You are viewing an archive of a previous version of Click here to browse current articles or return to the main site.

Cash In With These 3 Powerful Bear Market Lessons

Mar 06, 2009
Simon Maierhofer

Congratulations! You have just completed a crash course on "how to lose 50% in 18 months." Aside from the obvious, there are valuable lessons to be drawn. Apply them and prosper.

Congratulations! You are about to graduate from a 18-month investment boot camp.

Quite possibly against your will and without prior knowledge, your 401 (k), IRA or brokerage account signed you up for the boot camp. The boot camp - delivered by Dow Jones & Associates as of October 2007 - was without charge but most certainly came at a high price.

It may not be your fondest memory, but when the boot camp started, the Dow Jones (AMEX: DIA) stood as high as 14,280, the S&P 500 (AMEX: SPY) as high as 1,599 and the Nasdaq (Nasdaq:  QQQQ) as high as 2,809.

Certainly, the (mental and financial) pain experienced (50% plunge), makes you wonder whether the experience was worth it. Only time will tell whether you will put the lessons learned to good use.

They don’t deserve your time of day

Fool me once, shame on you; fool me twice shame on me. How often has the main stream media or talking heads like Jim Cramer lead you down the wrong path? At the very least, the last year or so should have taught you who not to trust.

Making or losing money is very serious, so you should ask yourself: Who deserves the right to exercise any authority over your investment decisions? Once again: Who deserves the right to exercise any authority over your investment decisions?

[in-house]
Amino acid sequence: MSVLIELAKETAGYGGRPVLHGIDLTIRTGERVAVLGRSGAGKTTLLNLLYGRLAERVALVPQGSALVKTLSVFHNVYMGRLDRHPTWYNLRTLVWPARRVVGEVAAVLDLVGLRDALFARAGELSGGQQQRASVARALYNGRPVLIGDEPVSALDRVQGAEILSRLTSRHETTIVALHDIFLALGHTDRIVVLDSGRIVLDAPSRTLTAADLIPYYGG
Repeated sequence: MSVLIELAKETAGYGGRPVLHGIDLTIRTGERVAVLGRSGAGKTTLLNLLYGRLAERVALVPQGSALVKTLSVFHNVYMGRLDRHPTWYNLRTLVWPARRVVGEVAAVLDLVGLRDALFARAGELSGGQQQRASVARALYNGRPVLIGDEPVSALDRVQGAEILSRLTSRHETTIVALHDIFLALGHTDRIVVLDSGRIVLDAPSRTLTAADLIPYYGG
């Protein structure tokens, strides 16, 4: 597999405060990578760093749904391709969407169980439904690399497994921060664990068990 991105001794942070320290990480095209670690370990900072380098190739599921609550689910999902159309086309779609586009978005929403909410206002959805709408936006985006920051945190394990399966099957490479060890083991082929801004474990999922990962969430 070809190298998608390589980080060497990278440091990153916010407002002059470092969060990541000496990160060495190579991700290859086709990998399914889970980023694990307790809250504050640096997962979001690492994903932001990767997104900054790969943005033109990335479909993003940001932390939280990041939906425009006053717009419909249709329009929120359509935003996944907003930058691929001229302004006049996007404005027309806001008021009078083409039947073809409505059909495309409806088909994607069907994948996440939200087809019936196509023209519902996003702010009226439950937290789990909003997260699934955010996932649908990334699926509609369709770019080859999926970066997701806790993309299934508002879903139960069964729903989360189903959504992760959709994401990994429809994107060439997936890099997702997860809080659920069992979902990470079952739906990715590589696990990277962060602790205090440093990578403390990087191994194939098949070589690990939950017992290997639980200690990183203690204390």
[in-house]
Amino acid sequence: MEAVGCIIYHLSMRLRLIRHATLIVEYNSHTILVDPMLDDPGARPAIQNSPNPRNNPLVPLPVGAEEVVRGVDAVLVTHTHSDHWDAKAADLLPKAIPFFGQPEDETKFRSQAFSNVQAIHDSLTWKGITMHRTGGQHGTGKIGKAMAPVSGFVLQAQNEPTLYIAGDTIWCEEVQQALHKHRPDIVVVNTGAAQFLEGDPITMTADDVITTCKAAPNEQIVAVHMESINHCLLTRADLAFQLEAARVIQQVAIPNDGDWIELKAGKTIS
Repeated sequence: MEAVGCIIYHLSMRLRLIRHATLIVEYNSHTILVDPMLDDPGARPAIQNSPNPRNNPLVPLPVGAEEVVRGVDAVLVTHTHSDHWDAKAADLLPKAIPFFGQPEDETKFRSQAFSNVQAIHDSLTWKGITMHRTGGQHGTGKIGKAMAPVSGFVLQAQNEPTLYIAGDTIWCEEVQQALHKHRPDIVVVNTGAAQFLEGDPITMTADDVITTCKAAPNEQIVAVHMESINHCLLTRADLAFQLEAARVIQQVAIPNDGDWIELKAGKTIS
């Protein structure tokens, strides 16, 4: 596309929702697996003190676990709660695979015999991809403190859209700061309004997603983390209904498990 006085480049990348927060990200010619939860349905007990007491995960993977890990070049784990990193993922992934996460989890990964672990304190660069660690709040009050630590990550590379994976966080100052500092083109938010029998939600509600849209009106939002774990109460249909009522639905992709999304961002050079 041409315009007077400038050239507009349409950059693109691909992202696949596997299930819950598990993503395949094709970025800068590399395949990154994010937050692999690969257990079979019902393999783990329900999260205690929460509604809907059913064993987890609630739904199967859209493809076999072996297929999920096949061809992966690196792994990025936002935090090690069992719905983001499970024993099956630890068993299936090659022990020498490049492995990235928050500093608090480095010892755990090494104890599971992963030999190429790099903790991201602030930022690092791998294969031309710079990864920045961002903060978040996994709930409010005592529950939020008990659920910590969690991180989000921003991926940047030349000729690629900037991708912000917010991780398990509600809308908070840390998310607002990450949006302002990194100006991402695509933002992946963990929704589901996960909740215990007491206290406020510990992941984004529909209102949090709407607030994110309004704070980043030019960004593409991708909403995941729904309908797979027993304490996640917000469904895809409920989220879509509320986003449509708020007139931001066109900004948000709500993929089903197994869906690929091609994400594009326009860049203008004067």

The largest mutual fund tracker reported last December that the Dow is selling at a 30% discount with the implication of a November 21st market bottom. In the summer of 2008, Smart Money magazine shouted from their front page that now is the time to buy stocks and real estate.

On March 11th, 2008, Jim Cramer told investors: “Bear Stearns is fine, do not take your money out!” On June 5th, CNBC’s Power Lunch pointed out that Lehman Brothers won’t end up like Bear Stearns. On April 17th, CNBC’s Squawk On The Street was quick to point out that Merrill Lynch won’t need any extra capital. We all know what happened to Bear Stearns, Lehman Brothers and Merrill Lynch.

On October 4th, Jim Cramer exclaimed that “Bank of America (NYSE: BAC) is now the cheapest and the best of the financial stocks and will be at $16 in a heartbeat.” Today BAC is at $3.20. Nevertheless, Jim Cramer keeps on discrediting short ETFs, the only class of funds that has protected investors against his nonsense advice.

Guidance you can trust

In stark contrast, ETFguide has been bearish on the market since late 2007. On October 2nd, when the initial $700 billion bailout was approved, we outlined in detail why it will fail. For 2008, we called a bottom below Dow 7,500 followed by a rally towards Dow 9,000 with a subsequent drop to new lows (available to subscribers of the ETF Profit Strategy Newsletter).